California passed its own state legislation to ensure those measures are preserved even if the federal law is thrown out. But that doesn’t mean the state is unaffected by Thursday’s ruling. As one of the law’s biggest financial beneficiaries, it stands to gain as much as $15 billion annually in federal money for health programs.
Hawaii also has been moving full speed ahead and joined several states last year in filing a friend-of-the-court brief in support of the new law.
“Our goal is universal health coverage here,” said Beth Giesting, who was hired as a coordinator to implement the overhaul’s changes in Hawaii.
In Massachusetts, which laid the groundwork for the federal health care law with a sweeping 2006 state program, officials say they will continue efforts to expand coverage to nearly all residents no matter what. But like California, the state could lose hundreds of millions in assistance if the federal law is knocked down.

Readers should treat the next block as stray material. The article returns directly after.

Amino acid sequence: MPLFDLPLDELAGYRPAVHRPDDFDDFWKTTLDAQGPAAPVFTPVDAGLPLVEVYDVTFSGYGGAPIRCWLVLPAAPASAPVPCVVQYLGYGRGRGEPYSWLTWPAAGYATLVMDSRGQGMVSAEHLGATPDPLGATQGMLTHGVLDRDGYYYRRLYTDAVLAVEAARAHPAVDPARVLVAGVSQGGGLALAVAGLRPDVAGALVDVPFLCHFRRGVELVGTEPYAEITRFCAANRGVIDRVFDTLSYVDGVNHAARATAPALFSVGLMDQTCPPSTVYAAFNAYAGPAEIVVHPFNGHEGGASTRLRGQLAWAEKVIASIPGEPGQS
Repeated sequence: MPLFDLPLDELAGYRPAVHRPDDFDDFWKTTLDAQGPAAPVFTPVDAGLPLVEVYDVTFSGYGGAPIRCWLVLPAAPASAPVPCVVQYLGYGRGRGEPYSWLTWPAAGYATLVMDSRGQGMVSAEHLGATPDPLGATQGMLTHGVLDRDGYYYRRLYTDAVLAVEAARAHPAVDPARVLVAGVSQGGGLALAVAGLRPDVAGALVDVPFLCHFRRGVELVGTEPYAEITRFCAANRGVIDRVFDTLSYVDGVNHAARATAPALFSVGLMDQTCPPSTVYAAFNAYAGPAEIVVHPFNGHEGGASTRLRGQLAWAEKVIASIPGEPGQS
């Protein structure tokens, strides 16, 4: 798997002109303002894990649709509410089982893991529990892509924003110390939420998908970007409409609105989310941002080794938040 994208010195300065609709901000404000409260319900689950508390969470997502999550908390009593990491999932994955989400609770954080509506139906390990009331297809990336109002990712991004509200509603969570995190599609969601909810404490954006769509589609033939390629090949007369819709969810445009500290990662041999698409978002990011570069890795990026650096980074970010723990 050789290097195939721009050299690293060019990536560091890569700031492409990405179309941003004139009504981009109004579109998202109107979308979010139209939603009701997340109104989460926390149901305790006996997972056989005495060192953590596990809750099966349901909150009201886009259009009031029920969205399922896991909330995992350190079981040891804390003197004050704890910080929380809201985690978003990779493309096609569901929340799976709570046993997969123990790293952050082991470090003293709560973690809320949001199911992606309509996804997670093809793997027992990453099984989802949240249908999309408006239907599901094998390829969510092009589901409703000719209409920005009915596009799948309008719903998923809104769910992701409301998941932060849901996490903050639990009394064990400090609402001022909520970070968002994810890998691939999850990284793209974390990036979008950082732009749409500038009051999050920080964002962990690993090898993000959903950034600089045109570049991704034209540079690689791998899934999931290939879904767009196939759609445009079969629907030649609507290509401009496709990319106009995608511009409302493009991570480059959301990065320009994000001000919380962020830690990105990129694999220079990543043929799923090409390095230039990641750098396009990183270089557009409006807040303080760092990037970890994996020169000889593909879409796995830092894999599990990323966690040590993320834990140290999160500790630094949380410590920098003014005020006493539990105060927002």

“Even in a worst-case scenario of the health care law being struck down entirely, Massachusetts is going to forge ahead,” said Glen Shor, executive director of the Commonwealth Health Insurance Connector Authority.
On the other side are Republican leaders who vow that no matter how the Supreme Court rules, they will not act on the overhaul before November, when they hope the GOP can win back the White House and the Senate and repeal the law.
Republican Wisconsin Gov. Scott Walker said this week that only in the event of a GOP defeat would Wisconsin “figure out some alternative within the state.”
Robert Kraig, executive director of Citizen Action of Wisconsin, a health care advocacy group that supports the law and expanding health insurance coverage, said the governor is “on the far end of the spectrum in terms of trying to block the law and doing nothing to prepare for it.”
But Walker is not alone.